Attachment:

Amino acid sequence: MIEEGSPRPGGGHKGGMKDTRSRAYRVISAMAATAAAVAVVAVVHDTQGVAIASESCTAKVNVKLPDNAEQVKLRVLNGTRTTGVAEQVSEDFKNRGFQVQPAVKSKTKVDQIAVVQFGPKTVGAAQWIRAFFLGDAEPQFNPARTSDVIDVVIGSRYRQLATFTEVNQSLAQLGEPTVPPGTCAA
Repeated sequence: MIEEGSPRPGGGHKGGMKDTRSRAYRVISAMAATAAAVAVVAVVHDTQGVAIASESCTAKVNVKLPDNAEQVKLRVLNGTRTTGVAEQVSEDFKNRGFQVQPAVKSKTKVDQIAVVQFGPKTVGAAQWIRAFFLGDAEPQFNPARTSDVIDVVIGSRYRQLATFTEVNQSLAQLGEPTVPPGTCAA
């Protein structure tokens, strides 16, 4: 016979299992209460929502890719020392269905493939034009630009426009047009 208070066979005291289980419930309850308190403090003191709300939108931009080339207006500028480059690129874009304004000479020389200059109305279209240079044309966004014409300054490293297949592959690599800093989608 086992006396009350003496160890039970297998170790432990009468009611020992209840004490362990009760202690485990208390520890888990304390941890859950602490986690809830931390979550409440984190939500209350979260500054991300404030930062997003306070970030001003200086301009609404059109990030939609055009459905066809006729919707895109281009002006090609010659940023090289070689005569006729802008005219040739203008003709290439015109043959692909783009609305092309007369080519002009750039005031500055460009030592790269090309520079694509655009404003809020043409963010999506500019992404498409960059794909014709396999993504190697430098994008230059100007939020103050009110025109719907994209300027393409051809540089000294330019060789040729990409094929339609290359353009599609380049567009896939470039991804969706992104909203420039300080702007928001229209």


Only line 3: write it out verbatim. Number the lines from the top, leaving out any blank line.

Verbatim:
């Protein structure tokens, strides 16, 4: 016979299992209460929502890719020392269905493939034009630009426009047009 208070066979005291289980419930309850308190403090003191709300939108931009080339207006500028480059690129874009304004000479020389200059109305279209240079044309966004014409300054490293297949592959690599800093989608 086992006396009350003496160890039970297998170790432990009468009611020992209840004490362990009760202690485990208390520890888990304390941890859950602490986690809830931390979550409440984190939500209350979260500054991300404030930062997003306070970030001003200086301009609404059109990030939609055009459905066809006729919707895109281009002006090609010659940023090289070689005569006729802008005219040739203008003709290439015109043959692909783009609305092309007369080519002009750039005031500055460009030592790269090309520079694509655009404003809020043409963010999506500019992404498409960059794909014709396999993504190697430098994008230059100007939020103050009110025109719907994209300027393409051809540089000294330019060789040729990409094929339609290359353009599609380049567009896939470039991804969706992104909203420039300080702007928001229209």